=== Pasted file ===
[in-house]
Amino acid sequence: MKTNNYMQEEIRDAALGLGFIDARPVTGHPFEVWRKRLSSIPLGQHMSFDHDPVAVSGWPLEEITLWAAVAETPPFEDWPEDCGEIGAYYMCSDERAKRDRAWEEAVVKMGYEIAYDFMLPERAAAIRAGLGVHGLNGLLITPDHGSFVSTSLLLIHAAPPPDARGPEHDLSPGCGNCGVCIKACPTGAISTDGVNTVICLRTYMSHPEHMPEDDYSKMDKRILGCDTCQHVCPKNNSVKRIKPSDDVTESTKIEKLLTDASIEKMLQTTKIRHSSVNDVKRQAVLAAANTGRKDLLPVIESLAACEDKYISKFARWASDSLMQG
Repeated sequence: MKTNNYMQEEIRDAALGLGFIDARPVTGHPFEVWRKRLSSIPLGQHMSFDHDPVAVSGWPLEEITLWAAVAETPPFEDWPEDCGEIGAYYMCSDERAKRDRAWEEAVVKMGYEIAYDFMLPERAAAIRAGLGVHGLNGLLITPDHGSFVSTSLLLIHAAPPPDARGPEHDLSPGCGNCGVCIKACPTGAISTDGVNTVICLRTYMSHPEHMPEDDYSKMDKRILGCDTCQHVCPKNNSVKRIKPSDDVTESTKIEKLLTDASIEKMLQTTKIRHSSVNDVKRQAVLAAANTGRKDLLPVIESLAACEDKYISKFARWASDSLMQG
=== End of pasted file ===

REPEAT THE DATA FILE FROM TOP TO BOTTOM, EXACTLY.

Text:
[in-house]
Amino acid sequence: MKTNNYMQEEIRDAALGLGFIDARPVTGHPFEVWRKRLSSIPLGQHMSFDHDPVAVSGWPLEEITLWAAVAETPPFEDWPEDCGEIGAYYMCSDERAKRDRAWEEAVVKMGYEIAYDFMLPERAAAIRAGLGVHGLNGLLITPDHGSFVSTSLLLIHAAPPPDARGPEHDLSPGCGNCGVCIKACPTGAISTDGVNTVICLRTYMSHPEHMPEDDYSKMDKRILGCDTCQHVCPKNNSVKRIKPSDDVTESTKIEKLLTDASIEKMLQTTKIRHSSVNDVKRQAVLAAANTGRKDLLPVIESLAACEDKYISKFARWASDSLMQG
Repeated sequence: MKTNNYMQEEIRDAALGLGFIDARPVTGHPFEVWRKRLSSIPLGQHMSFDHDPVAVSGWPLEEITLWAAVAETPPFEDWPEDCGEIGAYYMCSDERAKRDRAWEEAVVKMGYEIAYDFMLPERAAAIRAGLGVHGLNGLLITPDHGSFVSTSLLLIHAAPPPDARGPEHDLSPGCGNCGVCIKACPTGAISTDGVNTVICLRTYMSHPEHMPEDDYSKMDKRILGCDTCQHVCPKNNSVKRIKPSDDVTESTKIEKLLTDASIEKMLQTTKIRHSSVNDVKRQAVLAAANTGRKDLLPVIESLAACEDKYISKFARWASDSLMQG